therefore quite possible for the file to be corrupt even if there is no
checksum error. For safety sake, you should assume that any file with a
free or multiply used cluster is corrupt.
5.0 BAD BLOCKS
When reading or writing a file, if the monitor encounters an
unrecoverable disk error, it will store the block number in the DDB
(location DEVELB). Later, when the file is closed, DEVELB is copied to
the RIB (location RIBELB), and also to the BAT block. Much later, when
the file is deleted, the monitor is careful to inspect location RIBELB
and not return that cluster to the free pool. Thus the bad spot will
not be reallocated to another file.
Note that at this point in time the cluster is technically "lost".
KLEPTO will not, however, include this cluster in its lost list. KLEPTO
will not include any cluster which is listed in the BAT block.
Note that the cluster will continue to be "technically lost" until
the next time the structure is refreshed. The cluster will then be
inserted into BADBLK.SYS.
5.1 Bad Free Blocks
If KLEPTO encounters a cluster which is listed in BAT but for which
the SAT bit is zero (i.e. the cluster is not contained in BADBLK.SYS),
then KLEPTO will list the cluster as being "free". If these are the
only free blocks, KLEPTO will print the message "All free blocks are
bad". Pass two will be omitted.
The existence of a bad free block is not a serious error. Do not
be alarmed. It means simply that RIBELB overflowed. There's only room
in the RIB to list one bad spot. If a file has two bad spots, then one
will have to be dropped. Both are listed in the BAT block, but only one
is recorded in the RIB. When the file is deleted, the bad spot which is
not recorded in RIBELB will become a bad free cluster. KLEPTO will
light the cooresponding SAT bit, which is what the monitor would have
done if there had been more room in the RIB.
6.0 WHEN TO RUN KLEPTO
The primary reason for running KLEPTO is to recover lost blocks.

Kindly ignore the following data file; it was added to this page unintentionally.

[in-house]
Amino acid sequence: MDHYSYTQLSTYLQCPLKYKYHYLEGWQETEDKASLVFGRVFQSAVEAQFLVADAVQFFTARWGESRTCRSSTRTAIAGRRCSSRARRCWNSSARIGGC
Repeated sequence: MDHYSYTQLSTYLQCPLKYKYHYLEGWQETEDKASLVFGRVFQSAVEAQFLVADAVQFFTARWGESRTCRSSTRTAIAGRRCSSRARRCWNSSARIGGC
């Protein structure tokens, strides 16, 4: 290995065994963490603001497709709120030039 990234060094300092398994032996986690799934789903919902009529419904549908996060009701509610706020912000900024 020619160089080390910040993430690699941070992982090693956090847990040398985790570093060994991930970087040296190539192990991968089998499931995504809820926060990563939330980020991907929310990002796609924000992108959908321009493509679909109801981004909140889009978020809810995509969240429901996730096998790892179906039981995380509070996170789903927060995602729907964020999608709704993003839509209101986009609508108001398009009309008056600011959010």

The number of lost blocks you can expect to recover is roughly
proportionate to the number of crashes you've experienced. During
periods of frequent crashes you should run KLEPTO often. During periods
of high stability it will not be necessary to run KLEPTO at all.
There is no precise method for anticipating what the number of lost
blocks will be. Contrary to common belief, DSKLST and
DIRECT/ALLOCATE/SUM are not good indicators of actual file usage. They
do not include the files which are currently open. Moreover, they take
substantially longer to run than KLEPTO itself.
To prevent anybody from altering any file, KLEPTO will dismount the
structure during processing (single access is not good enough). All I/O
will be performed as super I/O.
When processing is complete, KLEPTO will automatically re-mount the
structure. If the structure was initially in the system search list,
then KLEPTO will re-insert it. If need be, KLEPTO will also re-insert
the structure into the active swapping list and the system dump list.
KLEPTO will make no attempt, however, to restore anybody's job search
In an internal data base, KLEPTO maintains a linked list of nodes.
There's one node for each block on the disk that KLEPTO intends to read.
The list is sorted in ascending order by block number. There are three
types of nodes: RIB's, directory data blocks, and checksum blocks.
To prevent head trashing, KLEPTO processes the list in order by
cylinder. I.E. KLEPTO will process all the nodes on a given cylinder
before moving the heads to a new cylinder. Within a given cylinder, the
nodes are not necessarily processed in order. The rotational position
of the disk will determine which block can be pulled into core in the
least amount of time.
Not all transfers are one block long. If KLEPTO needs to read
several consecutive blocks, it will do so in a single transfer. E.G.
The entire data portion of a UFD is usually read in a single transfer.
The RIB of a file and the checksum block are normally read in a single
All transfers are performed in non-blocking mode. KLEPTO does the
processing for one block while the transfer is in progress for another
Upon reading a checksum block, KLEPTO merely computes the folded